Diebold also advised them to limit physical access to the ATM and its internal components, adjust deposit transaction business logic, and implement fraud monitoring.
August 2020 Patch Tuesday was expectedly observed by Microsoft and Adobe, but many other software firms decided to push out security updates as well. Apple released iCloud for Windows updates and Google pushed out fixes to Chrome. They were followed by Intel, SAP and Citrix. Intel’s updates It’s not unusual for Intel to take advantage of a Patch Tuesday. This time they released 18 advisories. Among the fixed flaws are: DoS, Information Disclosure and EoP … More
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Cisco has released another batch of critical security updates for flaws in Cisco Data Center Network Manager (DCMN) and the Cisco SD-WAN Solution software.
Cisco Data Center Network Manager flaws
Cisco Data Center Network Manager is the network management platform for all NX-OS-enabled deployments, spanning new fabric architectures, IP Fabric for Media, and storage networking deployments for the Cisco Nexus-powered data center.
These latest updates fix:
- One critical authentication bypass vulnerability (CVE-2020-3382) in the solution’s REST API that could allow an unauthenticated, remote attacker to bypass authentication and execute arbitrary actions with administrative privileges on an affected device
- Five high-risk flaws that could allow an authenticated, remote attacker to inject arbitrary commands on the affected device, write arbitrary files in the system with the privileges of the logged-in user, perform arbitrary actions through the REST API with administrative privileges, and interact with and use certain functions within the Cisco DCNM
- Three medium-risk bugs (XSS, SQL injection, information disclosure)
The vulnerabilities affect various versions of the Cisco Data Center Network Manager software and their exploitability occasionally depends on how the Cisco DCNM appliances were installed. But the fixes are all included in the latest Cisco DCNM software releases: 11.4(1) and later.
The flaws were either reported by security researchers or found by Cisco during internal security testing, and there is no indication that any of them are actively exploited.
The Cisco SD-WAN Solution software flaws
Cisco SD-WAN gives users the ability to manage connectivity across their WAN from a single dashboard: the Cisco vManage console.
The company has found:
- A critical buffer overflow vulnerability (CVE-2020-3375) affecting Cisco SD-WAN Solution software that could be exploited by sending crafted traffic to an affected device and could allow the attacker to gain access to information that they are not authorized to access, make changes to the system that they are not authorized to make, and execute commands on an affected system with privileges of the root user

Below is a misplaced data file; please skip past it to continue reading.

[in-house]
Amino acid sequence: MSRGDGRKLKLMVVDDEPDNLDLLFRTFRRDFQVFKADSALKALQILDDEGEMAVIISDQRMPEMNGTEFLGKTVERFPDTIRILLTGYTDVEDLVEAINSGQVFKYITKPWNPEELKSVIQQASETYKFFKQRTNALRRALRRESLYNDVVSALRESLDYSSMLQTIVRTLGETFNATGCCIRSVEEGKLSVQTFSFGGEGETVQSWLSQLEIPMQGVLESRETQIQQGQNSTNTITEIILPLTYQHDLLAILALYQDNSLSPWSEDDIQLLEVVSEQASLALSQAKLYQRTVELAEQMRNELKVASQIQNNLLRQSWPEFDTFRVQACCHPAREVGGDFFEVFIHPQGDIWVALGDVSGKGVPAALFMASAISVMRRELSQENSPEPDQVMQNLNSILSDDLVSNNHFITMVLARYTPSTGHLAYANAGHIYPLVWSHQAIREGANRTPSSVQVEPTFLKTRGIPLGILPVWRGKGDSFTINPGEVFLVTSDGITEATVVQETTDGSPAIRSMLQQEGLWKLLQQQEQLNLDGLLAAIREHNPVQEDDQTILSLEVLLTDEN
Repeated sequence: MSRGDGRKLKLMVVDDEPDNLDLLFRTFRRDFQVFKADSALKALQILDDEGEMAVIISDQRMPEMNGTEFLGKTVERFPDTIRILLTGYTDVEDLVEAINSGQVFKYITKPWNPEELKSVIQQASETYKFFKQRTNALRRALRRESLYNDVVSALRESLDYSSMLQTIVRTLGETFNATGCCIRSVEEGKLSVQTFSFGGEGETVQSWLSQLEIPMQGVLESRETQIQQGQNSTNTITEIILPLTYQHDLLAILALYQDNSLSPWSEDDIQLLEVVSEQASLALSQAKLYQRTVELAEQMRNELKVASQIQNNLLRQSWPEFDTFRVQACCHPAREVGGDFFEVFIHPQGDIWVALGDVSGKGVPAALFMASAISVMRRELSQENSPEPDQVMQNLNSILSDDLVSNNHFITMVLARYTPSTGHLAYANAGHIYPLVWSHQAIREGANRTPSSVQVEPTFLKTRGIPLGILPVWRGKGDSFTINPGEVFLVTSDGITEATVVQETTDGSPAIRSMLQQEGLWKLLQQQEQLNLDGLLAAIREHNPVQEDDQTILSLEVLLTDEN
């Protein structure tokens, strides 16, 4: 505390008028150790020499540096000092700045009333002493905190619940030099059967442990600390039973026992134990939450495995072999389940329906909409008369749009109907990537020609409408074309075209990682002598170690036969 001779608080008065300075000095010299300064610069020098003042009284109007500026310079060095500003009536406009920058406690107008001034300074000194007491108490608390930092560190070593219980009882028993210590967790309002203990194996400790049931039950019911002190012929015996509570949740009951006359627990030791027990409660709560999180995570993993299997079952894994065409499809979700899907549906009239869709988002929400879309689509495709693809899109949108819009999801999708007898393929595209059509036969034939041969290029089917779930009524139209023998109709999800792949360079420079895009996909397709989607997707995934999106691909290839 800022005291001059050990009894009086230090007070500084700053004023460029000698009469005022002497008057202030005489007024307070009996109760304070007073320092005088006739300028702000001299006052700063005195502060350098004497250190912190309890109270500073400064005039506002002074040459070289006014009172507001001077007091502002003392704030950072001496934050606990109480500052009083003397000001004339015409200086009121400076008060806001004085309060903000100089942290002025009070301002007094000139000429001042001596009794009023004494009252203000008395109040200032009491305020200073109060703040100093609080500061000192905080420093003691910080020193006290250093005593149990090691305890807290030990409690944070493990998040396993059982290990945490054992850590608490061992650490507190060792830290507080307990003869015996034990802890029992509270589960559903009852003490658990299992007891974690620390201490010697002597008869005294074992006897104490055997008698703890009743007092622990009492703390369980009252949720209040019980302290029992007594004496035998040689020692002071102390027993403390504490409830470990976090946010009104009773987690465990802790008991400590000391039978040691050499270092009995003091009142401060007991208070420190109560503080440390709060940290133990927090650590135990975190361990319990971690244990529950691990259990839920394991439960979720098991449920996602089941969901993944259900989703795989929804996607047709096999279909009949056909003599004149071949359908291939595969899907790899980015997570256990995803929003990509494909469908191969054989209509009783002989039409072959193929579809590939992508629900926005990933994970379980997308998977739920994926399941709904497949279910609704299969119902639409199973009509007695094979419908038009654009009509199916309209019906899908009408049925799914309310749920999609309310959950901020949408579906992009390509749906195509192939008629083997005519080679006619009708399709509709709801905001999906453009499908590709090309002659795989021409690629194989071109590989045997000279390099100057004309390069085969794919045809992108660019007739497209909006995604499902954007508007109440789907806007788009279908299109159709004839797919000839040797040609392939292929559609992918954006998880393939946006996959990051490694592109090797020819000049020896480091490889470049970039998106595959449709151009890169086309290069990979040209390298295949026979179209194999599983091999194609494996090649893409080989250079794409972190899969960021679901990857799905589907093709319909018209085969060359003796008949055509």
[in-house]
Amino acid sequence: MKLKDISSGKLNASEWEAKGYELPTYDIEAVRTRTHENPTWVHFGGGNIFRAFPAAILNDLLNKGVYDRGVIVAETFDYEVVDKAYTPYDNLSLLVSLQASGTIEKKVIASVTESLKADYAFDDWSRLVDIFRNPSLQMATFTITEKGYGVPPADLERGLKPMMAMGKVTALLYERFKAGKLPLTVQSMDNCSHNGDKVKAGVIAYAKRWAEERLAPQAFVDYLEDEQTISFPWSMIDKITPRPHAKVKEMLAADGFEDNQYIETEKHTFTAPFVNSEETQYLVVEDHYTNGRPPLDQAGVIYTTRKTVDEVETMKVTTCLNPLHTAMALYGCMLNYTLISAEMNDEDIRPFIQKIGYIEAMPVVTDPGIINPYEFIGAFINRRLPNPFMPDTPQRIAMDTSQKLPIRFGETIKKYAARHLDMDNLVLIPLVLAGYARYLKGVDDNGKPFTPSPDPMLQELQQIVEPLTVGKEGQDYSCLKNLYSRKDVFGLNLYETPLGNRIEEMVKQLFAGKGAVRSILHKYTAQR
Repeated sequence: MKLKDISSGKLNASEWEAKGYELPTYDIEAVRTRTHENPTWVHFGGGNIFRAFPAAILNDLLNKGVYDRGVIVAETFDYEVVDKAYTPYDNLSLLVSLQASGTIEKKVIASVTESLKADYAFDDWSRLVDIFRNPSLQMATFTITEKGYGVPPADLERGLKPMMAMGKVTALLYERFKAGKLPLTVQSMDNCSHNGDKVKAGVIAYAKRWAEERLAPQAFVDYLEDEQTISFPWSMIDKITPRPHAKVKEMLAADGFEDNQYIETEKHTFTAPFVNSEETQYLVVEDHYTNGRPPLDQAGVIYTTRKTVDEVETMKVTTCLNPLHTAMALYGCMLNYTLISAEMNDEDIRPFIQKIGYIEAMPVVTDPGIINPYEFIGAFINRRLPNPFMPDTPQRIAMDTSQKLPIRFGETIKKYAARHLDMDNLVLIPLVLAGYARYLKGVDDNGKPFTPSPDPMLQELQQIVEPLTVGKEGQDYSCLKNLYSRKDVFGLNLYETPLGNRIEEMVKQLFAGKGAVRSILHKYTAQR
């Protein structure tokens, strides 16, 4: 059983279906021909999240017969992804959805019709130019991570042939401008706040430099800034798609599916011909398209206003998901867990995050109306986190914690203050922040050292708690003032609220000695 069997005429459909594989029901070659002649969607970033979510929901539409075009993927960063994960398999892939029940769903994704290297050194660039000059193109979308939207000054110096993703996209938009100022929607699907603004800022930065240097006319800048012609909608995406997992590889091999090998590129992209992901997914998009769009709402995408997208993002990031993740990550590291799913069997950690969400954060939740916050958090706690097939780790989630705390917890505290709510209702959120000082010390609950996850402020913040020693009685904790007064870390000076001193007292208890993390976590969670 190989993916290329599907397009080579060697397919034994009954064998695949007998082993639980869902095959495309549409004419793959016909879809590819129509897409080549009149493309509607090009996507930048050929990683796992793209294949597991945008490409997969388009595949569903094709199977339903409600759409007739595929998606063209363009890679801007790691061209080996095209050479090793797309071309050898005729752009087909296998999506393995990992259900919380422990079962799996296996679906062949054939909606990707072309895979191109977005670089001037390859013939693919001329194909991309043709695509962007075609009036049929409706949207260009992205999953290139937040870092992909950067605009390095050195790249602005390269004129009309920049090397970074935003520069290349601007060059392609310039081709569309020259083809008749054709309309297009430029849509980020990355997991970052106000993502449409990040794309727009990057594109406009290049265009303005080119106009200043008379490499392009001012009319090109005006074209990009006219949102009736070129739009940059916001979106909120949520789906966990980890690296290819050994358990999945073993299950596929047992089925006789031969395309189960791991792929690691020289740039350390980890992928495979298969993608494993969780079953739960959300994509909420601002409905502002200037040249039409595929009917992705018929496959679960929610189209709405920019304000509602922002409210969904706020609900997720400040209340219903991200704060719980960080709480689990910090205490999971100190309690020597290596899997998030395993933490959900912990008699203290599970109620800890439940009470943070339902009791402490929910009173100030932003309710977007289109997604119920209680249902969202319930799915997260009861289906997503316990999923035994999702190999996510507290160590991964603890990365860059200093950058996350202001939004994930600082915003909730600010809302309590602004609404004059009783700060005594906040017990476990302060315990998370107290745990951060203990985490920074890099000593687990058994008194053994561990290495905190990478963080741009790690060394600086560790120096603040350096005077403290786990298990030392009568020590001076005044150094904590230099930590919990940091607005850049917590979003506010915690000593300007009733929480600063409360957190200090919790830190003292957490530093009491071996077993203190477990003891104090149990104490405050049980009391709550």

- A critical vulnerability (CVE-2020-3374) in the web-based management interface of Cisco SD-WAN vManage Software that could be exploited by sending crafted HTTP requests to it and could allow the attacker to access sensitive information, modify the system configuration, or impact the availability of the affected system.
Again, there is no indication that these flaws are being exploited, but Cisco urges admins to implement the security updates as soon as possible, as there are no workarounds for addressing these flaws.
Security advisories for all of the fixed flaws can be found here.
There are approximately 62,000 malware-infested QNAP NAS (Network Attached Storage) devices located across the globe spilling all the secrets they contain to unknown cyber actors, the US CISA and the UK NCSC have warned.
Dubbed QSnatch, the sophisticated malware targets QTS, the Linux-based OS powering QNAP’s NAS devices, and is able to log passwords, scrape credentials, set up an SSH backdoor and a webshell, exfiltrate files and, most importantly, assure its persistence by preventing users from installing updates that may remove it and by preventing the QNAP Malware Remover app from running.
QSnatch and its reach
Various versions of the malware have been around for many years now. The two agencies have identified two campaigns aimed at spreading it, the last one dating back to late 2019.
Interestingly enough, they still don’t know how the malware is delivered, but it “appears to be injected into the device firmware during the infection stage, with the malicious code subsequently run within the device, compromising it.” It’s likely that the attackers were exploiting a remotely exploitable vulnerability in the firmware, which has since been patched.
“QSnatch collects confidential information from infected devices, such as login credentials and system configuration. Due to these data breach concerns, QNAP devices that had been infected may still be vulnerable to reinfection after removing the malware,” QNAP explained after delivering security updates in November 2019.
In mid-June, the number of infected devices worldwide was 62,000, with approximately 7,600 in the US and 3,900 in the UK.
What to do if your QNAP NAS has been infected?